Aeronautical decision making: Instructor-pilot evaluation of five Mnemonic methods

Wen Chin Li, Don Harris

Research output: Contribution to journalArticlepeer-review

12 Citations (Scopus)


Introduction: The ability to make good decisions is a critical component of pilot proficiency. Results of recent research suggest that aeronautical decision making (ADM) can be improved by training. The purposes of this research are to identify the best ADM mnemonic-based methods for training military pilots in decision making in tactical environments. Methods: There were 60 instructor pilots in the Republic of China Air Force Academy who evaluated the suitability of 5 different ADM methods including SHOR (Stimuli, Hypotheses, Options, Response); PASS (Problem identification, Acquire information, Survey strategy, Select strategy); FOR-DEC (Facts, Options, Risks & Benefits, Decision, Execution, Check); SOAR (Situation, Options, Act, Repeat); and DESIDE (Detect, Estimate, Set safety objectives, Identify, Do, Evaluate). Each was evaluated for six different types of decisions: go/no go; recognition-primed; response selection; resource management; non-diagnostic procedural; and creative problem-solving. Results: The instructor-pilots regarded the SHOR method as the best for time-limited and critical, urgent situations, while they preferred DESIDE for knowledge-based decisions that needed more comprehensive consideration and were less time limited. Discussion: To optimize training effectiveness, it is necessary to provide instruction based around both the SHOR and DESIDE decision-making mnemonic methods to provide comprehensive instruction for coping with all situations in the demanding military aviation environment.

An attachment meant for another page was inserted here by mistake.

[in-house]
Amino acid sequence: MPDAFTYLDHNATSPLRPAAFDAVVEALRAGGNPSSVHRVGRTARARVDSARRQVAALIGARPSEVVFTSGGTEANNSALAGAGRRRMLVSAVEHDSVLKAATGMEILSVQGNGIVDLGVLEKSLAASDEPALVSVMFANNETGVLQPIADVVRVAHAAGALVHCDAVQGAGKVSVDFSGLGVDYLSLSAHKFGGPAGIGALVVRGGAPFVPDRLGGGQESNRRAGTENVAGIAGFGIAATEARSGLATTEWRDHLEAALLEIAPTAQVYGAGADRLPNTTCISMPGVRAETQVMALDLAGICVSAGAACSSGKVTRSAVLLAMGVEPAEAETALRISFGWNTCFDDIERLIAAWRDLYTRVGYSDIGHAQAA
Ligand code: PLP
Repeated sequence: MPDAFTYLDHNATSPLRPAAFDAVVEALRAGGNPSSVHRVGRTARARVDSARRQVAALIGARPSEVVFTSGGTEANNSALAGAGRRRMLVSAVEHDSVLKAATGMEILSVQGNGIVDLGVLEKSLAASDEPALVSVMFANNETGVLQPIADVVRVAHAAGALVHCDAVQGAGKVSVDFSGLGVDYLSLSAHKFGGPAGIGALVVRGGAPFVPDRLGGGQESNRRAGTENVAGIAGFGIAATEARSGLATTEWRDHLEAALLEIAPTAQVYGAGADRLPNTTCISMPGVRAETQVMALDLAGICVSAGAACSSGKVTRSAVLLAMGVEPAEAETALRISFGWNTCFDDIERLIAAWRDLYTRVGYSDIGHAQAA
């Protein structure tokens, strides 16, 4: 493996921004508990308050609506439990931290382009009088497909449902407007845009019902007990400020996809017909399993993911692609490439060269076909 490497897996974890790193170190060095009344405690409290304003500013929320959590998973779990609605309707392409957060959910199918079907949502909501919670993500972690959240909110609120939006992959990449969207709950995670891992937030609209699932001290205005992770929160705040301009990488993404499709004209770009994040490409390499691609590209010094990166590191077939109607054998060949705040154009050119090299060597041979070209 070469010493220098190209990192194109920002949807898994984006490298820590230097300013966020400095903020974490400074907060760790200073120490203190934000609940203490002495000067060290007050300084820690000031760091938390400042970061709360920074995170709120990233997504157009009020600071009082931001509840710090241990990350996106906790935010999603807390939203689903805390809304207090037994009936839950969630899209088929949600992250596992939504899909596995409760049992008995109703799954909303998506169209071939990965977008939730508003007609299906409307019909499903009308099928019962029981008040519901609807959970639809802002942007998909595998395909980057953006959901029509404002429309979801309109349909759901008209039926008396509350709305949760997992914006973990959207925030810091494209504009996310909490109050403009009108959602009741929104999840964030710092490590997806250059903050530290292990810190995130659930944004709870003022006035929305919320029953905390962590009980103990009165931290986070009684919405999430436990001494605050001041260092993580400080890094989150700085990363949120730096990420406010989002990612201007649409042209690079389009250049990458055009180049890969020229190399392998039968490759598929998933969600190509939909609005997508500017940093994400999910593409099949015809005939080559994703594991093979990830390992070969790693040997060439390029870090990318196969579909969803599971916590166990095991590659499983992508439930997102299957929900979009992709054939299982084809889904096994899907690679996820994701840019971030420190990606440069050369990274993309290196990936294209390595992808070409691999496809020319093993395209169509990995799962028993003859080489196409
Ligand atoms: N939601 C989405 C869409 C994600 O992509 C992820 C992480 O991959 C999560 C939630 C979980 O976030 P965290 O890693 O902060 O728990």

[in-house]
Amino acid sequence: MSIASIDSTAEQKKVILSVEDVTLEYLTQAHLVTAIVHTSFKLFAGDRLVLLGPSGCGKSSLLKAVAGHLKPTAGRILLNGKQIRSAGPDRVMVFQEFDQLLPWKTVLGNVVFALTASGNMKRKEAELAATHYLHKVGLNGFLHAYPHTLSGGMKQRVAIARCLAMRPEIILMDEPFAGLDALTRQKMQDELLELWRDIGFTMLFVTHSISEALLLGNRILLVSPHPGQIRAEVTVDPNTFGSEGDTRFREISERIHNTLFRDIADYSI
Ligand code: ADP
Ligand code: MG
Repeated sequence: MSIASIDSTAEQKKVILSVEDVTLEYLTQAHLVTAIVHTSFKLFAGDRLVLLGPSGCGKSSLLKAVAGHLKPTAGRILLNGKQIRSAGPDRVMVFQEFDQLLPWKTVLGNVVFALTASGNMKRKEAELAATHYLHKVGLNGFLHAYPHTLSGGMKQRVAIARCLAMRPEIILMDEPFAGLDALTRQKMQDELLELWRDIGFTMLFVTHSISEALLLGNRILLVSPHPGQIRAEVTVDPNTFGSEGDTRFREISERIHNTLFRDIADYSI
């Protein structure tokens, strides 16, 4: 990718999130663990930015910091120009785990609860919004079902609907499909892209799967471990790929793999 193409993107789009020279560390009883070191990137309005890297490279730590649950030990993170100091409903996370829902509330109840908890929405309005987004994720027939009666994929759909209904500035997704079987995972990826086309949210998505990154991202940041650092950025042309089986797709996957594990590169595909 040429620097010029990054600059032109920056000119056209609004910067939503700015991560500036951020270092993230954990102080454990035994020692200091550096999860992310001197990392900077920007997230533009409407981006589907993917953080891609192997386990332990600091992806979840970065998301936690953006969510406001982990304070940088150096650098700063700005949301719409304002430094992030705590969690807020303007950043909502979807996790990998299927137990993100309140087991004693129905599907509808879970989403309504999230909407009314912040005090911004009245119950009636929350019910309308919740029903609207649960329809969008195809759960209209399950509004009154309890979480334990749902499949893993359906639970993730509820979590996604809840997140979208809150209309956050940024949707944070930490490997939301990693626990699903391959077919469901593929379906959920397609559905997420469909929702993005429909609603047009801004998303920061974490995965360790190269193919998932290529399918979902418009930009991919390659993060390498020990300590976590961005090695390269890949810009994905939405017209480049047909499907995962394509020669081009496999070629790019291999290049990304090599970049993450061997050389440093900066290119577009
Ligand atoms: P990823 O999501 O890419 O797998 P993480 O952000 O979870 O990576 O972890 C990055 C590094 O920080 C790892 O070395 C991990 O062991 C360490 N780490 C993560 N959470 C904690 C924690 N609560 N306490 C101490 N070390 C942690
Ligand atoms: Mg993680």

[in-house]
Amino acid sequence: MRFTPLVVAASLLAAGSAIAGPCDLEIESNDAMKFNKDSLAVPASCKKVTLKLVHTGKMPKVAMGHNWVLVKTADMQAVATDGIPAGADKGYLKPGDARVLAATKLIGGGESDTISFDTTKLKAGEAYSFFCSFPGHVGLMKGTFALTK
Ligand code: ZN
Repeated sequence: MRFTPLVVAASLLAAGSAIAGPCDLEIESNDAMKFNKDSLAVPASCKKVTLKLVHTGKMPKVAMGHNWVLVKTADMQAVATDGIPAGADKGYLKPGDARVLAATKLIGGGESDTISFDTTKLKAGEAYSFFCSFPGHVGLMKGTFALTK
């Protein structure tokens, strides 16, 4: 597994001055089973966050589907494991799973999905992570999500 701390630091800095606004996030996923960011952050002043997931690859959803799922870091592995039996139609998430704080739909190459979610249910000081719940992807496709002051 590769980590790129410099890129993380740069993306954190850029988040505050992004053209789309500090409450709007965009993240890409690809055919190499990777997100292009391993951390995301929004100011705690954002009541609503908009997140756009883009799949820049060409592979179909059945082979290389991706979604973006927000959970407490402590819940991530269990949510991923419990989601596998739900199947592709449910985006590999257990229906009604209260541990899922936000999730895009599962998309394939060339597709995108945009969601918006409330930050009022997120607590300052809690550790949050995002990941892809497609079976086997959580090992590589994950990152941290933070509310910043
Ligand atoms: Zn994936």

Original languageEnglish
Pages (from-to)1156-1161
Number of pages6
JournalAviation, Space, and Environmental Medicine
Issue number12
Publication statusPublished - Dec 2005
Externally publishedYes


  • Aeronautical decision making (ADM)
  • Decision-making mnemonics
  • Human error
  • Knowledge-based decisions
  • Rule-based decisions

ASJC Scopus subject areas

  • Public Health, Environmental and Occupational Health
  • Pollution
  • Medicine(all)


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